A warning for developers of Pinebanks site in Thorpe St Andrew Norwich
Developers are being warned that 'rare geology' vital to research into climate change must not be disturbed if it goes ahead with plans for hundreds of new homes in Norwich.
Natural England is warning developers planning to build more than 200 homes on the former Pinebanks sport and leisure site off Harvey Lane, Thorpe St Andrew.
The organisation, which advises the Government on the natural environment, fears the development could threaten to disturb the 'rare geology'' of a neighbouring gravel pit.
A spokesman for Natural England said: 'The gravel pit is an important regional geological site. Our role is to make sure any rare geology is protected. If we think the development may damage this then we may object to it.
'We want it protected so future generations can benefit from the study of it and reveal more about the earth's past.'
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Developers want to build 240 new homes on the three acre Pinebanks site which was bought by Berliet Ltd after the site closed in 2008 leaving many sports clubs without a home.
The site of the former gravel pit, which is to the west of Pinebanks and south of Hill Crest Road, is now covered by grass and flora and contains rock, gravel, sediment and pebbles beneath the surface dating from the Ice Age which could be significant in the study of climate change, according to local experts.
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A spokesman for Ocubis Ltd. the site's development managers for Berliet Ltd., said: 'We are aware of this site's importance and are consulting with all the relevant bodies ahead of our pre-application public consultation.
'We will be announcing the dates of the public exhibition shortly, this will be an ideal opportunity for the public to hear about the plan in its entirety.'
Public access to the former gravel pit may be improved if plans for the new homes are given go ahead and would be welcomed by some if the geological importance of the site can be protected.
Phil Courtier, head of planning at Broadland District Council, said: 'It (former gravel pit) is clearly a very special site, if the developers open it up to public it could be a very good thing, as long as it doesn't damage it.
'My understanding is that can be done. They seem very aware of how significant and important it is, I don't think they ever intended to develop on that site, in fact it provides an opportunity to open it up and give local people greater access to a pleasing open space.'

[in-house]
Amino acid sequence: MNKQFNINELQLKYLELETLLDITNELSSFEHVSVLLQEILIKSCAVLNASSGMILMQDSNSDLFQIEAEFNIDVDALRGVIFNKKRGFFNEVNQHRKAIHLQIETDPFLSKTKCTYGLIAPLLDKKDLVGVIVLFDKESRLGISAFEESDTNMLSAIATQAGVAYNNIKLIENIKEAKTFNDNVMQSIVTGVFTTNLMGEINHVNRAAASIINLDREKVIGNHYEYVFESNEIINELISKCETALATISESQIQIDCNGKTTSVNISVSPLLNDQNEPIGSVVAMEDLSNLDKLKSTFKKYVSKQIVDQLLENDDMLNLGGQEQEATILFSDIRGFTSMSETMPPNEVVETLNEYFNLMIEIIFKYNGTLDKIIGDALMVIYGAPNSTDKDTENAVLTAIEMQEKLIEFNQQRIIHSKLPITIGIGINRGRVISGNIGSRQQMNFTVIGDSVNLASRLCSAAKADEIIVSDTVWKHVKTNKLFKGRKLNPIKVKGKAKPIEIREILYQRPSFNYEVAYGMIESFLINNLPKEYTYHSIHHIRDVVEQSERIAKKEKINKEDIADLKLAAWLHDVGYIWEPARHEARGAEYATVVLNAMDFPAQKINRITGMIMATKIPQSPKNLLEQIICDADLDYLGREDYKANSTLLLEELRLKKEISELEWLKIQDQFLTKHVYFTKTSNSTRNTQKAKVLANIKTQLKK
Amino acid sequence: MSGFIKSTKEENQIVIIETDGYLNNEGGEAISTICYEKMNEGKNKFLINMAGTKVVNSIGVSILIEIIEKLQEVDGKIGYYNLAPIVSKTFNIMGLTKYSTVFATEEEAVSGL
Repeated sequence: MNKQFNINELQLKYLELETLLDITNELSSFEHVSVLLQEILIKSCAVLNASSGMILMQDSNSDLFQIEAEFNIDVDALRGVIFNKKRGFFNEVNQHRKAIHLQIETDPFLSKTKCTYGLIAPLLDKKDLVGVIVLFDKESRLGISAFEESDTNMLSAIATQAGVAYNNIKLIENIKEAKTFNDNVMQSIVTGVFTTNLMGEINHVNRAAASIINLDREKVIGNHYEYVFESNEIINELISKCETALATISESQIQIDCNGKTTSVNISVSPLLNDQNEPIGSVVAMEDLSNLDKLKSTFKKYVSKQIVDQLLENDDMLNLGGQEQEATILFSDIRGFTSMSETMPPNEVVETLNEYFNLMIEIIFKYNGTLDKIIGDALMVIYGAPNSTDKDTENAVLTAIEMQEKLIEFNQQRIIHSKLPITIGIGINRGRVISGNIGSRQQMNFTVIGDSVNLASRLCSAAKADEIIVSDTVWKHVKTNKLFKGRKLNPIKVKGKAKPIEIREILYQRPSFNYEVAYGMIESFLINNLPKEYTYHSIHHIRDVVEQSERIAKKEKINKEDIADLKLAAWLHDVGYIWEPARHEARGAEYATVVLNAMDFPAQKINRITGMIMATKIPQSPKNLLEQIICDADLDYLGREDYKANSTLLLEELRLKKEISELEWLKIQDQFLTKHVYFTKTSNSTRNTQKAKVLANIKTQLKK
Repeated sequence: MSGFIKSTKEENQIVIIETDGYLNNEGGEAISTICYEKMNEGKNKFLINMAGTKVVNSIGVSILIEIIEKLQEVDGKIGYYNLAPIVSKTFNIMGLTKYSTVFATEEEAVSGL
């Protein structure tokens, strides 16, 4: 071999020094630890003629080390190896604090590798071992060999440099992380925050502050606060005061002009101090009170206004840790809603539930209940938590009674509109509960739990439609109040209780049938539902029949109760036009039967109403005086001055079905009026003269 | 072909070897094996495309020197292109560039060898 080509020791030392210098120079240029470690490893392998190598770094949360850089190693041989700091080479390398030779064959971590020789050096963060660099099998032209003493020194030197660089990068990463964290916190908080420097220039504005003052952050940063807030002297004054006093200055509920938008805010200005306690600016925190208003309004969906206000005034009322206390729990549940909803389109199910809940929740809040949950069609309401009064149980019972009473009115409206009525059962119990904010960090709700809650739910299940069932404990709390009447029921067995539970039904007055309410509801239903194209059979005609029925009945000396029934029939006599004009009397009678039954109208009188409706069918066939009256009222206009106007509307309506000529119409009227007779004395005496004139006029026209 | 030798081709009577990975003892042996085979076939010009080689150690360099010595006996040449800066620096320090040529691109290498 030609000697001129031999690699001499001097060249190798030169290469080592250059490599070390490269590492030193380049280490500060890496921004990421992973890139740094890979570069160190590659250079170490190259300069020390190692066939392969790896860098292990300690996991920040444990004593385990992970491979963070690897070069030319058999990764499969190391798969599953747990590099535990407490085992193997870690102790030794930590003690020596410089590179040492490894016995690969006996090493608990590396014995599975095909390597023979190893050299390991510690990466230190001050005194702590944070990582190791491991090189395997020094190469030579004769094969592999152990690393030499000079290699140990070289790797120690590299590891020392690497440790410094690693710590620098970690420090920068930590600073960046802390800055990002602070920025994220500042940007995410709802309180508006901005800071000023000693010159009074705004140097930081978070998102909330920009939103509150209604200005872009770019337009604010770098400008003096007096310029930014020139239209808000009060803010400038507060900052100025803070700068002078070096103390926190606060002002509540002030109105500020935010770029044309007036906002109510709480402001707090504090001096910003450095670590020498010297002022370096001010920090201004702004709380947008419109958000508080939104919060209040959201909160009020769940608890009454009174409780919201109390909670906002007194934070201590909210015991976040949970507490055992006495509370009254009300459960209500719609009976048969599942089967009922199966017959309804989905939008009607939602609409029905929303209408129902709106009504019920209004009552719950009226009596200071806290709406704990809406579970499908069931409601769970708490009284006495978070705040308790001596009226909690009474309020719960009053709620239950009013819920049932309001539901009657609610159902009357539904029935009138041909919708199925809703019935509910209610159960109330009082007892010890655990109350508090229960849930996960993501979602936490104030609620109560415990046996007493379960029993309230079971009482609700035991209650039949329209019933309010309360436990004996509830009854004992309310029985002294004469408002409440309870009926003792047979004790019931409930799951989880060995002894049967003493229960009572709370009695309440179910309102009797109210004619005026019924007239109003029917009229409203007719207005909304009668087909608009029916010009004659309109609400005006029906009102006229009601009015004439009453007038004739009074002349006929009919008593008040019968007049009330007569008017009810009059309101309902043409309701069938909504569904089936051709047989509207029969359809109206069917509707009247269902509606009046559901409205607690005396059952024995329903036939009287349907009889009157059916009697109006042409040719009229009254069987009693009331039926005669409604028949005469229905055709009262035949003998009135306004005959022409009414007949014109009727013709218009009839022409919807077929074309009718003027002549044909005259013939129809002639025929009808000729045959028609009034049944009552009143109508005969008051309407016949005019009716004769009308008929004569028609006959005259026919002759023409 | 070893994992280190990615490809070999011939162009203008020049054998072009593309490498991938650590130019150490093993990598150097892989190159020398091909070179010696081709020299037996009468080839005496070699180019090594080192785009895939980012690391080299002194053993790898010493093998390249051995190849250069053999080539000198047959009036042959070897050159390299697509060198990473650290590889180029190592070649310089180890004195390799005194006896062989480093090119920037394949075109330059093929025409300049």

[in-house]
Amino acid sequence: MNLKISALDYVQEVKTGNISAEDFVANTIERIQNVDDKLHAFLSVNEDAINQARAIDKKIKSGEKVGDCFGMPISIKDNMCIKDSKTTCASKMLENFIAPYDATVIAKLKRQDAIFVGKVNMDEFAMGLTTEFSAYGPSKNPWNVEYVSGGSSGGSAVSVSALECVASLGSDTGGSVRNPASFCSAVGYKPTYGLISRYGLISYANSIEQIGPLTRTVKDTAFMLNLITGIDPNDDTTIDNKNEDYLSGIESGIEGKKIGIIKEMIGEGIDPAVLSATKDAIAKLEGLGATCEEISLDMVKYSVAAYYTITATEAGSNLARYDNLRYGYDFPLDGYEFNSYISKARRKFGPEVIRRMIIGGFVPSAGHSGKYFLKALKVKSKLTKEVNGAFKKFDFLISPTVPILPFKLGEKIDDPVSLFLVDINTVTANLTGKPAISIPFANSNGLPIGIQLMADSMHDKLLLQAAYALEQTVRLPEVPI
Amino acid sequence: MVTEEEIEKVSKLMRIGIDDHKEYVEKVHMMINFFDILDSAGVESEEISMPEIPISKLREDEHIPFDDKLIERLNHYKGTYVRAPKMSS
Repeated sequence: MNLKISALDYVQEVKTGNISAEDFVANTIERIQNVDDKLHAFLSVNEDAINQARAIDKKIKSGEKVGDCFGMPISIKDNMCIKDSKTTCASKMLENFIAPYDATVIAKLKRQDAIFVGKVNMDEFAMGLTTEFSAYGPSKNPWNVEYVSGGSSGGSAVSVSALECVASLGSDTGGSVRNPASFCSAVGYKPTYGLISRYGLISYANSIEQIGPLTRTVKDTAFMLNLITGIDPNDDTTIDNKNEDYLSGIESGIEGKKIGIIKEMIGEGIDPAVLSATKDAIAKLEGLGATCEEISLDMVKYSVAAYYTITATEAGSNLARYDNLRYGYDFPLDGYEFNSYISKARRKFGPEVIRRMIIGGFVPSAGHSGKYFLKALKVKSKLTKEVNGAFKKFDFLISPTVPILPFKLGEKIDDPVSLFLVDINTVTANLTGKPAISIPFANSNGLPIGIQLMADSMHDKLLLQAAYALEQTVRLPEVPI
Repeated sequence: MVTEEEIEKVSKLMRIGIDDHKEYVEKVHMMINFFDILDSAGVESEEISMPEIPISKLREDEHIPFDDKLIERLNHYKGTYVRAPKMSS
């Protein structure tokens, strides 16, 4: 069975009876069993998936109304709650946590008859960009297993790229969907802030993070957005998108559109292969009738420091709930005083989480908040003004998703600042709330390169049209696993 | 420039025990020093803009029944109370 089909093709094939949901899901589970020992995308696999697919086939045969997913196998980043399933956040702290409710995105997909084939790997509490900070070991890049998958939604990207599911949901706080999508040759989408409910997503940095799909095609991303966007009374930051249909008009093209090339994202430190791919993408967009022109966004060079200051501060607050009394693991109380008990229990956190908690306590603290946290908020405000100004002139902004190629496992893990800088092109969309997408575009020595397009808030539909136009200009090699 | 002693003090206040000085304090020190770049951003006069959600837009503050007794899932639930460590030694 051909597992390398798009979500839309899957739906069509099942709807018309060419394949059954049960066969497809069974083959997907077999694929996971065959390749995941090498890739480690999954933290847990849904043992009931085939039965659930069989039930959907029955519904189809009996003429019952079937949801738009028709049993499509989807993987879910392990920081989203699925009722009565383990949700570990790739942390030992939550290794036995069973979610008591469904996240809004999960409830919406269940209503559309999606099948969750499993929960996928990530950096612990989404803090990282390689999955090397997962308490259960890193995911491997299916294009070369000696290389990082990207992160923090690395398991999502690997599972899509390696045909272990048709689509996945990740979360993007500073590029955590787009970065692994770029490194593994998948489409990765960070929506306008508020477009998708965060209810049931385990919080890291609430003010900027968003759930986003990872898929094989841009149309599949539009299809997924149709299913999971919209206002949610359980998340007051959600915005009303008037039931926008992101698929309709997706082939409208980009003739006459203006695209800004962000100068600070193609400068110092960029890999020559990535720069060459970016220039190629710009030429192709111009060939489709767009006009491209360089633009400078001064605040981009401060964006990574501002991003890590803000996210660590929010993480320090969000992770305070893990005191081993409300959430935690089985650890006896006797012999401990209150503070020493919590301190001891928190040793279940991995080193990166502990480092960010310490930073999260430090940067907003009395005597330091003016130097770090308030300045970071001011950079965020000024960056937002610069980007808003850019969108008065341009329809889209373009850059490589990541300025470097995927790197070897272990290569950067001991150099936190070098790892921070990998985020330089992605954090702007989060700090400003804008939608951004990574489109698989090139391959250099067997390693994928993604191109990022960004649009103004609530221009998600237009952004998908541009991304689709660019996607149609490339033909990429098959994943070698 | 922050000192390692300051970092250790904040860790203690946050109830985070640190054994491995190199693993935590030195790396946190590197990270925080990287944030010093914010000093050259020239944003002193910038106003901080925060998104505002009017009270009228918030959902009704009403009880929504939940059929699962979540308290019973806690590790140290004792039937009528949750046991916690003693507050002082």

Steven Ford, Thorpe St Andrew town council clerk, said: 'The developers said they won't develop on the gravel pit, but open it up to the public.
'Currently it is not officially open to the public. People go there and enjoy it but there is no legal walkway.
'Developers have no trouble with what Natural England say, if anything their plans would link the pits to the ancient woods and the public right of way that runs into School Lane.
'It will make a nice circular walk.'
Elvin Thurston, of the Geological Society of Norfolk, is a retired chemist and amateur geologist who has carried out studies on sites around Norfolk.
Mr Thurston, who lives on Lenthall Close, near the Pinebanks site, said: 'It is all about understanding climate change in the past, to predict what will happen in the future.
'The orientation of pebbles tells you which direction the water was flowing and where the gravel and stones came from. A picture builds up, of what went on in the past.
'So we can use the site to predict the future of climate change, to workout a mathematical model to see how the climate did work, to predict what will happen.
'The sediment and pebbles found at the site and at places like Mousehold, were deposited by glacial meltwater.
'That is, when ice was melting as temperature changed, you got a lot of water moving, so you got a lot of sand and gravel, running with the water.
'Glaciers would move. Studying the site would answer a question which is big for geologists, of whether the particular glacier was advancing or retreating, and exactly which glacier it was, as the Ice Age had multiple stages.
'Some of the specimens are probably 450,000 years old. This is the only study site left, not that we are against development, but any development would have to take this into account.'